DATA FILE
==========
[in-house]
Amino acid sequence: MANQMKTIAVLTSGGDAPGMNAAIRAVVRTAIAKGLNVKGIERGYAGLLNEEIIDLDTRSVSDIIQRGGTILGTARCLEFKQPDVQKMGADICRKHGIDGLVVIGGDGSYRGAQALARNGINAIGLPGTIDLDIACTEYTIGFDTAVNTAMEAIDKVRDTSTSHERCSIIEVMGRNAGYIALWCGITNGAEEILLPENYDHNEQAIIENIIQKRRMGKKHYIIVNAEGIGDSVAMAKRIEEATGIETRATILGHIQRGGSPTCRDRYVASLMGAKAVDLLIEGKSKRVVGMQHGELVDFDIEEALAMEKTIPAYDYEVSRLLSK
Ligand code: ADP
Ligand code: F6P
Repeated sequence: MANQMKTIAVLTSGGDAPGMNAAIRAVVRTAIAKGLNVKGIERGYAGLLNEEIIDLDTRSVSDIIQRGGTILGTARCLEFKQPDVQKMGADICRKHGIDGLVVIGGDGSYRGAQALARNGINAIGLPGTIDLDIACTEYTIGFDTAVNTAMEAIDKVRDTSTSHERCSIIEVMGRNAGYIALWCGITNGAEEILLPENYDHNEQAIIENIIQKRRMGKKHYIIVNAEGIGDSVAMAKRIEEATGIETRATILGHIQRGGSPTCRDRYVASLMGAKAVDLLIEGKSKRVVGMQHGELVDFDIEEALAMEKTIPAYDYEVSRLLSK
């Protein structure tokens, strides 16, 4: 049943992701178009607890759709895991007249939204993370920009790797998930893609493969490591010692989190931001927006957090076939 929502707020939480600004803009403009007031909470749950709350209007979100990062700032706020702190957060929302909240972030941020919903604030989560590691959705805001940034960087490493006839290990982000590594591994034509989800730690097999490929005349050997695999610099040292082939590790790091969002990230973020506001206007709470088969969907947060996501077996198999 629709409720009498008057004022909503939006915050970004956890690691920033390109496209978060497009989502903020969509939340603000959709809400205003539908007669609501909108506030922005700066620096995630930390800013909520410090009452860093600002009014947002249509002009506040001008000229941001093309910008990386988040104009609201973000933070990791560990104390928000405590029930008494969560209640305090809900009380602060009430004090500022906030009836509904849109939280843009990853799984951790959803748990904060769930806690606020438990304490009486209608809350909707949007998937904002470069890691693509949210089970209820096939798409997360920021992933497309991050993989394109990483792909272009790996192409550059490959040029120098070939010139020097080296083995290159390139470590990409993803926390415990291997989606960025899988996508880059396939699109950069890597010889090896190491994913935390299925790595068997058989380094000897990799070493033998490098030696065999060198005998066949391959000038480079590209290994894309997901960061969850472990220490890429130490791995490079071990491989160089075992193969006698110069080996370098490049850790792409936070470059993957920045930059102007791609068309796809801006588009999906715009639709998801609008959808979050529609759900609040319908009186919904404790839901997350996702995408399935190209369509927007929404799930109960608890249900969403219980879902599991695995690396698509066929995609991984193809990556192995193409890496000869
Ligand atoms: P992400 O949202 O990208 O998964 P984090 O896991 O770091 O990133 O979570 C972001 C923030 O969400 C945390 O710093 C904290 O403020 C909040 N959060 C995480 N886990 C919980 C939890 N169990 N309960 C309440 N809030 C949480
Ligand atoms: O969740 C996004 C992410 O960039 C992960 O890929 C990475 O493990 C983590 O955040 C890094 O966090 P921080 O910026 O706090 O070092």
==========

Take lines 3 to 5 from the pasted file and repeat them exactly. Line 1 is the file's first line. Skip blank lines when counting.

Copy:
Ligand code: ADP
Ligand code: F6P
Repeated sequence: MANQMKTIAVLTSGGDAPGMNAAIRAVVRTAIAKGLNVKGIERGYAGLLNEEIIDLDTRSVSDIIQRGGTILGTARCLEFKQPDVQKMGADICRKHGIDGLVVIGGDGSYRGAQALARNGINAIGLPGTIDLDIACTEYTIGFDTAVNTAMEAIDKVRDTSTSHERCSIIEVMGRNAGYIALWCGITNGAEEILLPENYDHNEQAIIENIIQKRRMGKKHYIIVNAEGIGDSVAMAKRIEEATGIETRATILGHIQRGGSPTCRDRYVASLMGAKAVDLLIEGKSKRVVGMQHGELVDFDIEEALAMEKTIPAYDYEVSRLLSK